She was Ms. Dawson when I knew her. She was a brand new teacher my junior year, a gangly looking young woman. My friends called her 'Stick' and 'Horseneck' behind her back because she wasn't the most attractive woman we'd ever seen. She was a toothpick of a person with breasts smaller than most of the petite freshman girls. Her hips barely shaped her frame and her face was long, plain and seemingly featureless except for her noticeably hooked nose and a chin that formed an ice cream cone at the bottom of her thin face. Her hair back then was long and light but stringy like spaghetti and perhaps even greasy. She could have easily played the Wicked Witch of the West with a little green make up but she was a good person and I liked her because she was nice to me.
One of my few talents back then was in art. Although I didn't take any formal classes I was pretty good at sketching cartoons and drawing characters. I would often do joke stuff for my few friends and I spent hours in my bedroom alone working on my craft. One day I was doodling in a study hall that Ms. Dawson was in charge of and she happened to notice my scribbling as she passed by my seat. She stopped and took the time to compliment me on my talents and she encouraged me to keep practicing my art.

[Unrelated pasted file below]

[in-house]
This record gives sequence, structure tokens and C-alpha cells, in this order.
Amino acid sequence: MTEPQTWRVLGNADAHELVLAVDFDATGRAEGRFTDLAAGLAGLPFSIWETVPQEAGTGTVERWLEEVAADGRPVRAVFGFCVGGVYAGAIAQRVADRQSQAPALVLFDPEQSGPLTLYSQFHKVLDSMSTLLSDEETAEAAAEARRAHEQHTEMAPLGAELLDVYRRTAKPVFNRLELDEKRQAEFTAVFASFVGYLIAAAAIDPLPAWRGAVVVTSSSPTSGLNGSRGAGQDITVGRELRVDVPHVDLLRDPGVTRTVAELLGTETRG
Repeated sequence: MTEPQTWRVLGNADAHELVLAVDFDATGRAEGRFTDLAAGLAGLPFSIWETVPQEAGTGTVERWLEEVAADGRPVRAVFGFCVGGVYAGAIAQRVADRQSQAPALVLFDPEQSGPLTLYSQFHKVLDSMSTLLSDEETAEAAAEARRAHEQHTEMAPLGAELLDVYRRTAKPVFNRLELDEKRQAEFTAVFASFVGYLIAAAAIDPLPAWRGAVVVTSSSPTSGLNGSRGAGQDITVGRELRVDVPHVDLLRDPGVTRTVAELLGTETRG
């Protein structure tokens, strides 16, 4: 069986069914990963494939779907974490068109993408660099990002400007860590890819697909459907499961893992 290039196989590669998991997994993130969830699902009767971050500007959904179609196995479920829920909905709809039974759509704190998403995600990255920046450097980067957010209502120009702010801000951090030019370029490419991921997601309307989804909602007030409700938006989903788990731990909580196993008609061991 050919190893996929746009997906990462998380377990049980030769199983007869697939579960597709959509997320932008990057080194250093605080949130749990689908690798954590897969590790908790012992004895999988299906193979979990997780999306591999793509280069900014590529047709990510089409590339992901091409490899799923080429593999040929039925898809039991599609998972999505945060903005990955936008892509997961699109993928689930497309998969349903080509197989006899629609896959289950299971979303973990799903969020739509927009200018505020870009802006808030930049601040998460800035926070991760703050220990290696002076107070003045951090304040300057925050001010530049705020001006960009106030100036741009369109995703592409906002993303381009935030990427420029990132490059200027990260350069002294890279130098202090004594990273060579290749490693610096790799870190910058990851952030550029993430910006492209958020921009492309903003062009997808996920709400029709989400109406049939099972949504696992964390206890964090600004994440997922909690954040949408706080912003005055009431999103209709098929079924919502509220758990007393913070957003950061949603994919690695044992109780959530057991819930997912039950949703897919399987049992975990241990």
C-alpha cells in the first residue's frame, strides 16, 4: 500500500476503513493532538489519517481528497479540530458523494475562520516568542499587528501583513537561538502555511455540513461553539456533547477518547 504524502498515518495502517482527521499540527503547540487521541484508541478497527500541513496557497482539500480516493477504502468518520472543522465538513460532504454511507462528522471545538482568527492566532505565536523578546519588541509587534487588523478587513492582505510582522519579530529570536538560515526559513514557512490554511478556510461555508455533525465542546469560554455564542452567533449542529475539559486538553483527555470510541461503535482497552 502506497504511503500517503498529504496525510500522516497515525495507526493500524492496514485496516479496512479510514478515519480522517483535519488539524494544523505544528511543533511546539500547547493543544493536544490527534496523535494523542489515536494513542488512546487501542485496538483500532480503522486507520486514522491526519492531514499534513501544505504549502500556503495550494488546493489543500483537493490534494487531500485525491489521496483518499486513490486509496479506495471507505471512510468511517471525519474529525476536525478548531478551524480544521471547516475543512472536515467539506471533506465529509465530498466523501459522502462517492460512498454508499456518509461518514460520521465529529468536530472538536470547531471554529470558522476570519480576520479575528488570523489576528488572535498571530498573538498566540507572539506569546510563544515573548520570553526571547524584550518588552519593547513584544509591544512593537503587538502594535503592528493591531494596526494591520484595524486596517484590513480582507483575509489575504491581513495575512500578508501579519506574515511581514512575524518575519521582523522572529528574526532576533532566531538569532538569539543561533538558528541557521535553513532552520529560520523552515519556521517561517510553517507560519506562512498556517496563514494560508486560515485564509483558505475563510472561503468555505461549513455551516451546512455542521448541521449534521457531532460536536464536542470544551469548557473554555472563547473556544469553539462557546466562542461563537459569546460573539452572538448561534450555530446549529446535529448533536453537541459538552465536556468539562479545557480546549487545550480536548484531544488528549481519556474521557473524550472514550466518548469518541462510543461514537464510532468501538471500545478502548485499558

Ms. Dawson was the new art teacher that year and even though I hadn't enrolled in any of those courses I began showing up in her classroom when I had a study hall or free period and that's where I worked on my drawing. Ms. Dawson was the first teacher to take an interest and pay attention to me. She was supportive, kind, motivating, insightful and forever positive. She's the one who got me to be confident enough in my work to submit cartoons to the school newspaper The Hurricane. Eventually, some of the clubs around the school recruited me to draw posters and other art work to promote causes and student council campaigns. I wrote a regular comic strip for the student newspaper senior year called 'In the Hallway' which poked fun at some of the school routines.
I took two art courses senior year with Ms. Dawson and I became a much more confident and skilled cartoonist and character artist. It also made me more popular around school and people actually started talking to me and complimenting me.
I continued my artistic talents in my Navy career, submitting some of my cartoon work to national military publications and the local base newsletters and other platforms. I owed everything to Ms. Dawson who drew me out of my shell and got me to believe in myself. She was the one teacher who made a true difference in my life and now here I was standing in the teacher's lunch room thirty years later gawking at her.